Food: A Dictionary of Literal and Nonliteral Terms
Food: A Dictionary of Literal and Nonliteral Terms is based on a survey of thirtythree popular and scholarly books, most of them dictionaries, that identify, and in many cases discuss, the literal language of cooking and eating food. Only three of the books focus exclusively on the language of food, however; and only one of these, which is not a dictionary, deals extensively with the nonliteral language. These books are The Dictionary of American Food and Drink, The Food Lover’s Companion (also a dictionary), and The Philology of Taste: The Wayward Language of Food (a book-length essay).
What is the difference between literal and nonliteral language? Literal language means what it says: A roast is a roast. Nonliteral language means something other than what it says: A nonliteral roast is a toast turned upside down—a friendly putdown of a famous person at a banquet in his/her honor. The guest of honor is roasted by his/her friends as if he/she were being turned on a spit over an open fire. The roast ends when the subject is done to a turn. (“Stick a fork in him and see if he’s done.”)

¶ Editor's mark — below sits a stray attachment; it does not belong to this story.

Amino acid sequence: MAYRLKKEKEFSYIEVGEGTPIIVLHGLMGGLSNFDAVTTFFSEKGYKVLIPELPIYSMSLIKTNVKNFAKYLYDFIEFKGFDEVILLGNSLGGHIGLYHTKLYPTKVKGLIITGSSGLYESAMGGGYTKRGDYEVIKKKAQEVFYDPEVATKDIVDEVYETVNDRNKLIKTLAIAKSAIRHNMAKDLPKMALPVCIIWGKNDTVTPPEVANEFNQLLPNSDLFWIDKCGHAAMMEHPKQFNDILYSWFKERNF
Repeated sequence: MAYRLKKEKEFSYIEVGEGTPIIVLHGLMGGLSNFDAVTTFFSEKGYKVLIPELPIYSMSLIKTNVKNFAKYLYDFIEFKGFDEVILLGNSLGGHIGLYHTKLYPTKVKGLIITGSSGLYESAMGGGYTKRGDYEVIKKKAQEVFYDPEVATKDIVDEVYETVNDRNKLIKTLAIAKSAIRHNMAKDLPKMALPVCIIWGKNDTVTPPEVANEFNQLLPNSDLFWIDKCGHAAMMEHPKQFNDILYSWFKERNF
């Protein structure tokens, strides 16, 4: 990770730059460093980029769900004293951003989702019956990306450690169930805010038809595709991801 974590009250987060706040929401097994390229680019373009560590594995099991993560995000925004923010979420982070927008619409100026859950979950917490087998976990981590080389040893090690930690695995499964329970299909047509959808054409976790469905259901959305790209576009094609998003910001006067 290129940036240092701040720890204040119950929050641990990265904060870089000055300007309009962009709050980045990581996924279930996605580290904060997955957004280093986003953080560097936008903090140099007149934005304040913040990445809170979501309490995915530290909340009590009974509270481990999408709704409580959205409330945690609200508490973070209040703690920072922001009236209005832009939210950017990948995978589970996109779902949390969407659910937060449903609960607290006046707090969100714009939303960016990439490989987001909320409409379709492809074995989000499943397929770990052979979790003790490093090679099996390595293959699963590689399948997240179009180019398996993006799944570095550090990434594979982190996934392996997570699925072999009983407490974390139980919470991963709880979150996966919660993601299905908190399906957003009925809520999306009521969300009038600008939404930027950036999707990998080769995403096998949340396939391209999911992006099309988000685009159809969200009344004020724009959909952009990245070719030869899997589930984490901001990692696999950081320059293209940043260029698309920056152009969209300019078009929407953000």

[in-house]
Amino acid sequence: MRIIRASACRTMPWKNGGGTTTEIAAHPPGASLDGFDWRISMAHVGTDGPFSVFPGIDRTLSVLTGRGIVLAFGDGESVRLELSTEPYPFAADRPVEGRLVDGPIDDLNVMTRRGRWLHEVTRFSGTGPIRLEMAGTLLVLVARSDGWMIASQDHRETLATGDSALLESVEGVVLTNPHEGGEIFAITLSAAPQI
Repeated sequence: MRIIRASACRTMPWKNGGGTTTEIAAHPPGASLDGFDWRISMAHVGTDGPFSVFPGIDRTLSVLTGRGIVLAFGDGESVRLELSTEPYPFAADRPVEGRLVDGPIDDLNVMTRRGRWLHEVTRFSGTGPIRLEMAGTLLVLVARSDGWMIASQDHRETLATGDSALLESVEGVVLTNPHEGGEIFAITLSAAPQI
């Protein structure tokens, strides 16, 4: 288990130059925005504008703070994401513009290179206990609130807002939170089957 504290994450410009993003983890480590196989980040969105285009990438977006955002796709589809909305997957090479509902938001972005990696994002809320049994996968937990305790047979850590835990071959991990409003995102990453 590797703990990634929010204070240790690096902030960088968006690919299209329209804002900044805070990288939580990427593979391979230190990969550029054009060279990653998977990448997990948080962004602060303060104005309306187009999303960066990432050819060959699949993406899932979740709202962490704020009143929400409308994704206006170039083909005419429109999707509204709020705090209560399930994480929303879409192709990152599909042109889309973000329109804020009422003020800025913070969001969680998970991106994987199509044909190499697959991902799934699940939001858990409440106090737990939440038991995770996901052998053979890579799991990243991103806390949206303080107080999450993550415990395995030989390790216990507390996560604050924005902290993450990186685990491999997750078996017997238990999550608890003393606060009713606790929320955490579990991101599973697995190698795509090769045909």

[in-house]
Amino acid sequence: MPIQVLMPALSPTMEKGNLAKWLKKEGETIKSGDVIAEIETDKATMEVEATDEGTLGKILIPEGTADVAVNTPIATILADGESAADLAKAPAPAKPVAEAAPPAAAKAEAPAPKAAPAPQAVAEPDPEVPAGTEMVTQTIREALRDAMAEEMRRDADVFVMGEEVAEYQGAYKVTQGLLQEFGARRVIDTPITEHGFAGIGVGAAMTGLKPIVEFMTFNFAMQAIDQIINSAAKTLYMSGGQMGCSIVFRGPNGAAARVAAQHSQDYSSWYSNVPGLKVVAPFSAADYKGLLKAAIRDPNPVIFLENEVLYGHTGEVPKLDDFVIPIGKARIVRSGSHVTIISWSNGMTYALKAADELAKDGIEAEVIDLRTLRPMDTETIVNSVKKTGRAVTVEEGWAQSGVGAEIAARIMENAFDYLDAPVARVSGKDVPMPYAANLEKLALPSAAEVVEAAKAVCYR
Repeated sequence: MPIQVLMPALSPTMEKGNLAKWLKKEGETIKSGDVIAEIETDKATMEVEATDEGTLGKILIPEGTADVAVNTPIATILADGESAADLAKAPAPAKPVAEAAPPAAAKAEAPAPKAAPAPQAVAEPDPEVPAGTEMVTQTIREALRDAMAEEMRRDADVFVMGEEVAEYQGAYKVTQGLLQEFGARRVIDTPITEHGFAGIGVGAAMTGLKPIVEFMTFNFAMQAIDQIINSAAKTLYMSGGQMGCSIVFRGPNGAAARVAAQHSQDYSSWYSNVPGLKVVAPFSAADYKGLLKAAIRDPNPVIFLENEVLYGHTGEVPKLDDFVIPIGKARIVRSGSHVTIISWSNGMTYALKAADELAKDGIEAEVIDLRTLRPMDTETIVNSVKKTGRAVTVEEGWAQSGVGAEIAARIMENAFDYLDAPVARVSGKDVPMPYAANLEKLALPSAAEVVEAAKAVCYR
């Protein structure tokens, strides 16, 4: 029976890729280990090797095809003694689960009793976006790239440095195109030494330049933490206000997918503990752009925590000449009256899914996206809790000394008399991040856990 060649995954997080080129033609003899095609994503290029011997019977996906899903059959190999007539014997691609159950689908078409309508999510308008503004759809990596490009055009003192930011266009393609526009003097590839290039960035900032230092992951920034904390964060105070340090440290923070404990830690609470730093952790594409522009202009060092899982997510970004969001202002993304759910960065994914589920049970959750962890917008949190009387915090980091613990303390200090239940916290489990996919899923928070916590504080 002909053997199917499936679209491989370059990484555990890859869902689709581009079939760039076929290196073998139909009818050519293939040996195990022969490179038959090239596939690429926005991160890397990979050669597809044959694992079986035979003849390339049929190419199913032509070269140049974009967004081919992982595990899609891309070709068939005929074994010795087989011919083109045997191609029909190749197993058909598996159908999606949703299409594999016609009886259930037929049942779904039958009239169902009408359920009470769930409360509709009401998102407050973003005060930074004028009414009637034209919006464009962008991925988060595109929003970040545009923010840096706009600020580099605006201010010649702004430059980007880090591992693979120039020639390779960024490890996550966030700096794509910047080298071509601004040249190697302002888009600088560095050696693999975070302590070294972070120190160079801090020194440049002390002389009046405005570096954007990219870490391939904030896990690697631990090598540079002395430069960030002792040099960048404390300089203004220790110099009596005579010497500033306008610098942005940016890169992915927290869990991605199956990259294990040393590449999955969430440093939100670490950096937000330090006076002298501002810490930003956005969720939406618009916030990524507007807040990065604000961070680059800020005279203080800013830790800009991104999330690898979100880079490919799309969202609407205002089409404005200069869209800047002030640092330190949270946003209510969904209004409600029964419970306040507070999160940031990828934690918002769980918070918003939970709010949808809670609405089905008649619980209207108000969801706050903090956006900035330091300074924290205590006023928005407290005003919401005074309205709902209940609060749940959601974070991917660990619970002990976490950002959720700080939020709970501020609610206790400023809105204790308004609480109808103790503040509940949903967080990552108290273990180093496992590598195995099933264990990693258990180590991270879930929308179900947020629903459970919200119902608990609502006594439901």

Nonliteral language includes both figurative and nonfigurative terms. All metaphors, such as jellyfish, are figurative, as are all similes, such as like trying to nail jelly to a wall, and all proverbs, such as It must be jelly, ‘cause jam don’t shake like that. Together, these terms are known as “metaphorical language.” In contrast, idioms, cliche´s, and slang terms and expressions can be either figurative or nonfigurative. Together they are usually known as “idiomatic language.”
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